The (Arlington Heights) Daily Herald reports astronomers say scores of meteors will blaze across the sky above the suburbs from Saturday night through the early morning hours of Tuesday.
If the clouds aren't too thick, the annual Perseid meteor shower will be easy to spot. Astronomer Larry Ciupik of the Adler Planetarium in Chicago says it would be a good idea to grab a lawn chair, face northeast and watch the show. As many as 100 meteors per hour are expected to hit the atmosphere.
There are a number of viewing parties scheduled across Illinois, including one at the Spring Valley Nature Center in Schaumburg and Cantigny Park in Wheaton.
Chicago Montrose Beach and 12th Street Beach will be open until midnight on August 10 and 11th so people can watch for the Perseid Meteor Shower. The extended beach hours will allow for the best possible meteor-viewing within the city.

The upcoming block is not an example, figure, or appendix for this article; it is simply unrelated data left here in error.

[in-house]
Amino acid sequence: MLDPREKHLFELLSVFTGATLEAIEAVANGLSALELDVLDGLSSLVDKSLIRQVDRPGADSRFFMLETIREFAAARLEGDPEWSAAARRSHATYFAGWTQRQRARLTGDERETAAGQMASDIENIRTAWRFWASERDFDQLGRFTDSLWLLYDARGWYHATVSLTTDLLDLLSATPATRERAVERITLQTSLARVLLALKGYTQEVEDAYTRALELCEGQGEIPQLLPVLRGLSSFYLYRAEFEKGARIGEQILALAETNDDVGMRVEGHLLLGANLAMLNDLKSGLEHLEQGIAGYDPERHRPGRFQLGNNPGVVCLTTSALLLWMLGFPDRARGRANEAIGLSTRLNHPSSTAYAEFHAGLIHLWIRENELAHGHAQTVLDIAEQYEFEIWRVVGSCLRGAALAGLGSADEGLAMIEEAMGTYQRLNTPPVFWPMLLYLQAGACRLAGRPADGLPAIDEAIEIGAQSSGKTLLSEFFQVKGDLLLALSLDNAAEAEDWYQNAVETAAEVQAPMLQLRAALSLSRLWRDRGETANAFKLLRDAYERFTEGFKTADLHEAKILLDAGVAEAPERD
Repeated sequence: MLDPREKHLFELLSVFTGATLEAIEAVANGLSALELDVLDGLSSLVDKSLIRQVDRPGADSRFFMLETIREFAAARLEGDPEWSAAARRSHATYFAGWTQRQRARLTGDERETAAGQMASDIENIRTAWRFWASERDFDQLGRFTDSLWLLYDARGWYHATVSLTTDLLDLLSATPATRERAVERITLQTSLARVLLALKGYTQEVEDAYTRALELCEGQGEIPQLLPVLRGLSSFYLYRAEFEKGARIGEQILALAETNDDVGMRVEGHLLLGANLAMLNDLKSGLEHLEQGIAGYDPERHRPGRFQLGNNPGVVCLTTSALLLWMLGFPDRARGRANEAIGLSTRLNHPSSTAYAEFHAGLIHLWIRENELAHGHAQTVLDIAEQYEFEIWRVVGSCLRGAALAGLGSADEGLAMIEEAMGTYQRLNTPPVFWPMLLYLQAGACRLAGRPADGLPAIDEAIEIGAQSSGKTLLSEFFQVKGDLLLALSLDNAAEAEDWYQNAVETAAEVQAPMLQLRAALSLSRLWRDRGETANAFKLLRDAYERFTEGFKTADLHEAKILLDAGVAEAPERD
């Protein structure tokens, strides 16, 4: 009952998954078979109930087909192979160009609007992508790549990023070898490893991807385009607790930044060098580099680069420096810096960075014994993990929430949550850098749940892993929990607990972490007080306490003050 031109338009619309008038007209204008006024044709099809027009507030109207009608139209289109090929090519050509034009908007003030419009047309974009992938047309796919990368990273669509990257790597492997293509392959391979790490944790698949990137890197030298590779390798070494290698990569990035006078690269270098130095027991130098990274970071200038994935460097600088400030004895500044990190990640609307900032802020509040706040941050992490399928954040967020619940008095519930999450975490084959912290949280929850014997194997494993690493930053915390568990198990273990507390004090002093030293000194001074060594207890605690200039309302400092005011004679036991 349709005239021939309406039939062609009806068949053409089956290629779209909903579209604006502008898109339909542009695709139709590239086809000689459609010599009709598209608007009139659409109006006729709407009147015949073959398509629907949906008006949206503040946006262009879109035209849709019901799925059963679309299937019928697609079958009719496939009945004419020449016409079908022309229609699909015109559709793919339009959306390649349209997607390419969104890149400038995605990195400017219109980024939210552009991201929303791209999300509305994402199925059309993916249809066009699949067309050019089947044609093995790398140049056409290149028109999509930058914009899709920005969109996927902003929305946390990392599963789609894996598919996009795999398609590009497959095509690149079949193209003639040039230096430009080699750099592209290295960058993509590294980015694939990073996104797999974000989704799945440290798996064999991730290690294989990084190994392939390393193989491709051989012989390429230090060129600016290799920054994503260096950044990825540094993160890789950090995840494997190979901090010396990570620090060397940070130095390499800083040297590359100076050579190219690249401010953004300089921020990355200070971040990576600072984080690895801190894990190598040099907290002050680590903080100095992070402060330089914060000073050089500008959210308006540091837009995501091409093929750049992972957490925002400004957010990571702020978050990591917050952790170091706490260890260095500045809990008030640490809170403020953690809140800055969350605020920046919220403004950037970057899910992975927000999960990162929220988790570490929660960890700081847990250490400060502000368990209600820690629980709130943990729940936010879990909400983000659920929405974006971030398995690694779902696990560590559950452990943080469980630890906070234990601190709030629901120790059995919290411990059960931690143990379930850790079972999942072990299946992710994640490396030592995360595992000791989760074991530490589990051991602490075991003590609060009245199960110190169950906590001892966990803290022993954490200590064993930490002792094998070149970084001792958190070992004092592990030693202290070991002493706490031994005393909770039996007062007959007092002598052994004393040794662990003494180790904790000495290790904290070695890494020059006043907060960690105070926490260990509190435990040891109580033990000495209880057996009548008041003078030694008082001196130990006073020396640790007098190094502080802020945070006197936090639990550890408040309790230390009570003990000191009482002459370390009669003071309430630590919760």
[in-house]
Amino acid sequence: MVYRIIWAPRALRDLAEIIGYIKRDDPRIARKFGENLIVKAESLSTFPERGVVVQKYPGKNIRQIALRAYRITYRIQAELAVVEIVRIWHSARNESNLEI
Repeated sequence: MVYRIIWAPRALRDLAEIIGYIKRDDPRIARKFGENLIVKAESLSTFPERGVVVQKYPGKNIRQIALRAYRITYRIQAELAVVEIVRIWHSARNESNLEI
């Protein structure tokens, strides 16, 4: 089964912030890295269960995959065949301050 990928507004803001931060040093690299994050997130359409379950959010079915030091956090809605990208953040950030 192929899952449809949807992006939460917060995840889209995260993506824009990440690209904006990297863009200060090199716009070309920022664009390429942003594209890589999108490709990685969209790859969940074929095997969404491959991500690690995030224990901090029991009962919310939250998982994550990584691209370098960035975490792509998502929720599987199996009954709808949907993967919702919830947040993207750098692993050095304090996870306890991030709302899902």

"While stargazing in Chicago is hampered by light pollution, the city's position west of the lake is fortunate. Ideal viewing for Chicagoans, if you can't drive away from the city to darker areas, is along the lakefront, facing northeast away from city lights and toward rising stars," according to a news release from the Illinois Science Council.
Also contributing to ideal viewing conditions - the moon's phase, a thin waxing crescent, which won't be too bright. Cloud cover is the only uncertainty.
The Illinois Science Council worked with the Chicago Park District to keep the Montrose and 12th Street beaches open. Evanston will also open its Lighthouse Beach Park, but people have to stay on the beach.
Meteor Viewing 2013:
- Saturday, August 10 9:00pm - 12:00 midnight
- Sunday, August 11 9:00pm - 12:00 midnight
- Chicago's 12th Street Beach (on Northerly Island south of Adler Planetarium)
- Chicago's Montrose Beach, (4400 North Lake Shore Drive)
- Evanston's Lighthouse Beach Park, 2611 Sheridan Road (at Central Street)
The Perseid Meteor Shower happens every year when the earth's orbit passes through the cloud of particles following the Swift-Tuttle comet, which is on a 130-year orbit. The shooting stars are called the Perseid Meteor Shower because they appear to come from the constellation Perseus.
The Perseids are mainly visible in the northern hemisphere. Peak activity is August 9-14, 2013.
The Associated Press contributed to this report.